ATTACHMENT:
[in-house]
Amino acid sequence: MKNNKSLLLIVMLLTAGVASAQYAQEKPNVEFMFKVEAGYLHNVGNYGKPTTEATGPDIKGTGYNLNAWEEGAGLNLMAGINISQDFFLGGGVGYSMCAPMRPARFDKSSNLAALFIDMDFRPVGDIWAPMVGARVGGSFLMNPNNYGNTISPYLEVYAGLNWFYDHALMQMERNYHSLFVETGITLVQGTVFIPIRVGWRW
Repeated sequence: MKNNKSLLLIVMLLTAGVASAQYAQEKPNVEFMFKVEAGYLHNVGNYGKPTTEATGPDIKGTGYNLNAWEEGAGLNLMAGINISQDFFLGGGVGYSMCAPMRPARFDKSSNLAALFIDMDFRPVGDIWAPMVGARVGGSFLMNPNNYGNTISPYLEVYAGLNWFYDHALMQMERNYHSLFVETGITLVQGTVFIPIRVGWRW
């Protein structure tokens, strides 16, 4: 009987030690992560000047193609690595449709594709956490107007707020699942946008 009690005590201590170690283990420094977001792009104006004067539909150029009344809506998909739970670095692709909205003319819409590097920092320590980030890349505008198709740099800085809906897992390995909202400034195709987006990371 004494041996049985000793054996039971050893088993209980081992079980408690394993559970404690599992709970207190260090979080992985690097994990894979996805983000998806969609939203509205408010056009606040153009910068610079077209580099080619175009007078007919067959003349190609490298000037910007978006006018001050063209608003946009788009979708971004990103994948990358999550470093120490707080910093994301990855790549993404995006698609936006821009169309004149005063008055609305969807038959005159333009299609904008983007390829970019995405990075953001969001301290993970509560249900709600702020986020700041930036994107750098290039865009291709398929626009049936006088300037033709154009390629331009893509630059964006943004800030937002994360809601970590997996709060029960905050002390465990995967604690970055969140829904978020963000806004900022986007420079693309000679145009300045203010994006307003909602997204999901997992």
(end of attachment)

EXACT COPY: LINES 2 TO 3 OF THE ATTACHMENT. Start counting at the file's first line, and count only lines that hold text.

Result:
Amino acid sequence: MKNNKSLLLIVMLLTAGVASAQYAQEKPNVEFMFKVEAGYLHNVGNYGKPTTEATGPDIKGTGYNLNAWEEGAGLNLMAGINISQDFFLGGGVGYSMCAPMRPARFDKSSNLAALFIDMDFRPVGDIWAPMVGARVGGSFLMNPNNYGNTISPYLEVYAGLNWFYDHALMQMERNYHSLFVETGITLVQGTVFIPIRVGWRW
Repeated sequence: MKNNKSLLLIVMLLTAGVASAQYAQEKPNVEFMFKVEAGYLHNVGNYGKPTTEATGPDIKGTGYNLNAWEEGAGLNLMAGINISQDFFLGGGVGYSMCAPMRPARFDKSSNLAALFIDMDFRPVGDIWAPMVGARVGGSFLMNPNNYGNTISPYLEVYAGLNWFYDHALMQMERNYHSLFVETGITLVQGTVFIPIRVGWRW